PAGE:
Could I Have this Dance? is about two sisters in their 30’s: Monica and Amanda. Their mother, Jeannette, has Huntington’s and lives with her daughters. The action takes place in the Los Angeles office/home where the girls run a thriving public relations firm, Grapevine, which was started by their mother. During the course of the play, we come to understand the time bomb these two sisters live with. Their possible fate is dramatically evidenced in the characterization of Jeannette which is interpreted through dance. The effects of the disease are “visible” to those onstage, but “invisible” to the audience, except in a few rare instances where the actualization of the disease is revealed. The other characters in the play are the men in these women’s lives. Jeannette’s husband (and the girls’ father), Hank, has come to accept his wife and still loves her very much. Both Monica and Amanda have shunned long-term romantic relationships because of their unknown fate; bitter Monica plays it safe and vibrant Amanda takes every chance with young, one-night-stands. Yet the girls and their father never lose their sense of humor. As the play unfolds, both women have met men they’d like to get serious with and the knowledge of the test both repels and attracts them: Amanda, desperate for the answer and Monica, in morbid fear of it.

Could I Have this Dance? is ultimately about love and cherishing what life we are given. This is a deeply romantic play about difficult choices. As the once-murky medical crystal ball becomes clearer, the universal question remains: Are we better off not looking at what the future holds?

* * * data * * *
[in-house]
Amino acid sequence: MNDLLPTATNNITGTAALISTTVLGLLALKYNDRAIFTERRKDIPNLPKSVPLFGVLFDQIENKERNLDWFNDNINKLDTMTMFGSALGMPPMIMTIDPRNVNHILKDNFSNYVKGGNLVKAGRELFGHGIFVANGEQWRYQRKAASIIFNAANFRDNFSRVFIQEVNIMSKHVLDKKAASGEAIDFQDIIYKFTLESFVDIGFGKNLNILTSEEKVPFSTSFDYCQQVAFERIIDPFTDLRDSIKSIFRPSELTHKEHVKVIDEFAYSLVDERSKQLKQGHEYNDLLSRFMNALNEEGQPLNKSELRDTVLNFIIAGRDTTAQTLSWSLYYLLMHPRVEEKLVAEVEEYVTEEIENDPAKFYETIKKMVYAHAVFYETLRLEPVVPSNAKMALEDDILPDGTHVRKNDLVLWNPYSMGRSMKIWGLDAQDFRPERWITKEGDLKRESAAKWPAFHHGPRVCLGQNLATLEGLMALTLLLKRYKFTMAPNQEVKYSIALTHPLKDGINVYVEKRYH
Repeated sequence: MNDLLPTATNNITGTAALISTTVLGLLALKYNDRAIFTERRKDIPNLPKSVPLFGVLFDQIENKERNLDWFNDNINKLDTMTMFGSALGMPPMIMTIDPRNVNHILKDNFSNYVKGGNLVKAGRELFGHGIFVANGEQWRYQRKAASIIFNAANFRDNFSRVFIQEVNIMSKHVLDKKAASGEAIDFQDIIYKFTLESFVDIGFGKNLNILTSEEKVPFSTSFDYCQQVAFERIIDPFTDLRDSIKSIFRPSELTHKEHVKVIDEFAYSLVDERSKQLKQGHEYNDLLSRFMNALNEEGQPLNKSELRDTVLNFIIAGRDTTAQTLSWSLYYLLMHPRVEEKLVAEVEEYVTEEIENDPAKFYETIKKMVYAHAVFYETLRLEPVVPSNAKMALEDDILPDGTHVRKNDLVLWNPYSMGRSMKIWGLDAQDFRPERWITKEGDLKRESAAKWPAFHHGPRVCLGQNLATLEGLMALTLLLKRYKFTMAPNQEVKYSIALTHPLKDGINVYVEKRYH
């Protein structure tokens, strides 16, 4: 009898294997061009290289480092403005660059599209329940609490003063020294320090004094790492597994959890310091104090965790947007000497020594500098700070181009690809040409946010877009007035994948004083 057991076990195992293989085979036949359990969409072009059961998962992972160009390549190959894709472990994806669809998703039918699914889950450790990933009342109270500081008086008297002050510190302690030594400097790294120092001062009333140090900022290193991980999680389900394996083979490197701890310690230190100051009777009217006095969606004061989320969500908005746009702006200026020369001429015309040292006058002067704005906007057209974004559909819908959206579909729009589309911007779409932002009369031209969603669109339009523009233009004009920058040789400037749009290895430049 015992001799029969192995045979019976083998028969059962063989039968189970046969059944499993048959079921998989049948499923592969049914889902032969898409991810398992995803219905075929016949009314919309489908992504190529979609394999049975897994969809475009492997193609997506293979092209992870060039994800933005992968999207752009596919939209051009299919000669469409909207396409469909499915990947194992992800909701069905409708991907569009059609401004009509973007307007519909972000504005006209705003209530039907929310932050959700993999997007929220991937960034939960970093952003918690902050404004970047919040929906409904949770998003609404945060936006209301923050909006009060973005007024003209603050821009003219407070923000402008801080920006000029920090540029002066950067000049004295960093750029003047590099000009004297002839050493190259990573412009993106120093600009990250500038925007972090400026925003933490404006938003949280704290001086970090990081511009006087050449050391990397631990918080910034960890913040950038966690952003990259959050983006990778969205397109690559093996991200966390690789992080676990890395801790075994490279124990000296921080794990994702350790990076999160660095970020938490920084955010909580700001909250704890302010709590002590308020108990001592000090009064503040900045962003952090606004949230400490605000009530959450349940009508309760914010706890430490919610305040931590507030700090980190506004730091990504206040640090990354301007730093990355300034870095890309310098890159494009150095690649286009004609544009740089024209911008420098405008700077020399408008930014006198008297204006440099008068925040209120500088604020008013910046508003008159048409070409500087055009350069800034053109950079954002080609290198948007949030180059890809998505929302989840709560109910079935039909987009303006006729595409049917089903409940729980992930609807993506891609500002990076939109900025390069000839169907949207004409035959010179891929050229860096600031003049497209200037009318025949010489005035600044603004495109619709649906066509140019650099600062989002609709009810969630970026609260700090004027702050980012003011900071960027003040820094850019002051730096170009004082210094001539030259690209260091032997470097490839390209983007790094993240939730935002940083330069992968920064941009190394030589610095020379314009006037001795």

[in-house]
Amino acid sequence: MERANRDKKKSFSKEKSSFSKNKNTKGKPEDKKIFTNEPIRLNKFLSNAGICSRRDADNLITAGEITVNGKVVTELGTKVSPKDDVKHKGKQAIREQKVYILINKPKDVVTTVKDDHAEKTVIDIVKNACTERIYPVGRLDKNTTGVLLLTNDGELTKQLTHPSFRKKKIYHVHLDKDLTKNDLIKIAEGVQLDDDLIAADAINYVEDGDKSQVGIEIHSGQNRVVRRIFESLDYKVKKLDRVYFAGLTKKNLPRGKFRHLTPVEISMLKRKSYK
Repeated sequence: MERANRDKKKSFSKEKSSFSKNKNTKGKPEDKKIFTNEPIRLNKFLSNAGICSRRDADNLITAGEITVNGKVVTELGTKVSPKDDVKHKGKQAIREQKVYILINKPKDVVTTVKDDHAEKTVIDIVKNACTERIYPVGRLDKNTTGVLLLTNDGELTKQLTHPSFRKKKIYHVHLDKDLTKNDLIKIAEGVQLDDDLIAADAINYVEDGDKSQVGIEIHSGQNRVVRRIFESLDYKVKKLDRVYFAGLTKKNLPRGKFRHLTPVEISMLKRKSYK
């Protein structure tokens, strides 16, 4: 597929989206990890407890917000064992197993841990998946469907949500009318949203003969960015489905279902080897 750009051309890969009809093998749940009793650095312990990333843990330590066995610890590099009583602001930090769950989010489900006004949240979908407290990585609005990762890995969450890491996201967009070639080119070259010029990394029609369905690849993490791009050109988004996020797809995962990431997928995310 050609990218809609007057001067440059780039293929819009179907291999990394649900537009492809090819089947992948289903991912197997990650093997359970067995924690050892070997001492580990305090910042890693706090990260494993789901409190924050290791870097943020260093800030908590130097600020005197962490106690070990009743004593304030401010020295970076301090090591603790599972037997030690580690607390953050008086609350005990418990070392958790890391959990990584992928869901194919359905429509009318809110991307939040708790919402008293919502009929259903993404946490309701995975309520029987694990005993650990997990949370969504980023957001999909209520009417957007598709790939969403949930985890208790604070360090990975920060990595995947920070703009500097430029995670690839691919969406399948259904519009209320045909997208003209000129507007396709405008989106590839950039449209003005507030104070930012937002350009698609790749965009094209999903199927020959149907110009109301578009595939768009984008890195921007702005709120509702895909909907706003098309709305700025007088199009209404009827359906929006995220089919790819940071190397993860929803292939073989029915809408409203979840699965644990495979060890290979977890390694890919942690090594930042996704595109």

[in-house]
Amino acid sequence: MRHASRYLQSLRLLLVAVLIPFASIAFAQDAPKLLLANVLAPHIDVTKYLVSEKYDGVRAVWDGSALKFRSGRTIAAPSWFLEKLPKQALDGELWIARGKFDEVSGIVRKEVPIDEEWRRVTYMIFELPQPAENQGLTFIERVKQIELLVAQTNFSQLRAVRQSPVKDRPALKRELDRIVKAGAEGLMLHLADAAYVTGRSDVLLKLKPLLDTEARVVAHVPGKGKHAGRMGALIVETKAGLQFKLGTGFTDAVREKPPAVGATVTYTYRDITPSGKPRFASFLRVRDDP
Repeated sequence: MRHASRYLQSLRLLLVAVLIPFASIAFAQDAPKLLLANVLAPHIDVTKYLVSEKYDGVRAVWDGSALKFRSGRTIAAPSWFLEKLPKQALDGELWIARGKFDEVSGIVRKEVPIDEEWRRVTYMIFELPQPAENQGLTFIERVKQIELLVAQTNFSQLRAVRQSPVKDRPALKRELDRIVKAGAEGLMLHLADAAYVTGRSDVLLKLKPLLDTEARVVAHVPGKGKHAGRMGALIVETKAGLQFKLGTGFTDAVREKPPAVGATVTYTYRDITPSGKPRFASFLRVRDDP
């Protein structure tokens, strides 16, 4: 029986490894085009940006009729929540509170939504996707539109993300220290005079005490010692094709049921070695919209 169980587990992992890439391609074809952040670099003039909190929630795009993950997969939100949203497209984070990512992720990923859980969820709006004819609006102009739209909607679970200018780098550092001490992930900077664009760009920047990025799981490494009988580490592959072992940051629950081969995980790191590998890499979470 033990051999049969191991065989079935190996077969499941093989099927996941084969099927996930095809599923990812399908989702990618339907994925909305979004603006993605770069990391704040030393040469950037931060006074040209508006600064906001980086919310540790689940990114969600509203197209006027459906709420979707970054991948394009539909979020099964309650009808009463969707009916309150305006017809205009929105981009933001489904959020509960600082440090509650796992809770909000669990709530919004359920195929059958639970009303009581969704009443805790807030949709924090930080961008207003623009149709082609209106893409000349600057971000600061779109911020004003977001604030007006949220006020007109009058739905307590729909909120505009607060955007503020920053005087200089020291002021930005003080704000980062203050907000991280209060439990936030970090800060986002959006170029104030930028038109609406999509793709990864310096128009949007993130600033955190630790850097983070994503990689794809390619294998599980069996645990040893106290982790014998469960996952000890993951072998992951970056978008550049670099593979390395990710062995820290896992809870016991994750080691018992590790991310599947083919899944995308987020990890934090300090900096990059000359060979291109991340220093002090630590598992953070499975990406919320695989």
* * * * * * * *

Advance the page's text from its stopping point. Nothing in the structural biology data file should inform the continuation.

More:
Character Descriptions:
- (30s) Sharp, thorough, conservative, tough publicist and elder sister of Amanda. She is terrified of the future and romantic about what it could bring.

JEANNETTE - (60s) Beautiful, elegant, determined publicist and mother of Amanda and Monica. She can no longer see properly or speak. She is caged inside a rapidly degenerating body and cannot control her movements. (PLEASE NOTE: THIS CHARACTER DOES NOT SPEAK. SHE DANCES.)

HANK - (60s) Mild, content, patient, retired father of Amanda and Monica and husband to Jeannette. Even though his life has been plagued with tragedy, he’s managed to find the humor and love underneath.

AMANDA - (30s) Spirited, adventurous, spontaneous, brazen publicist. She keeps herself too busy to discover she’s lonely. She’s afraid she’s not really interesting so she makes relationships brief.

ERROL - (20s) Handsome, aggressive, open, fun-loving ex-jock, currently working in the mailroom while he awaits a higher wrung on his current career ladder.

COLIN - (30s) Carefree, well-known photo-journalist. He hates phones, schedules and takes work only when he wants to. He tends to gravitate to the wrong people, but seems to like the outcome.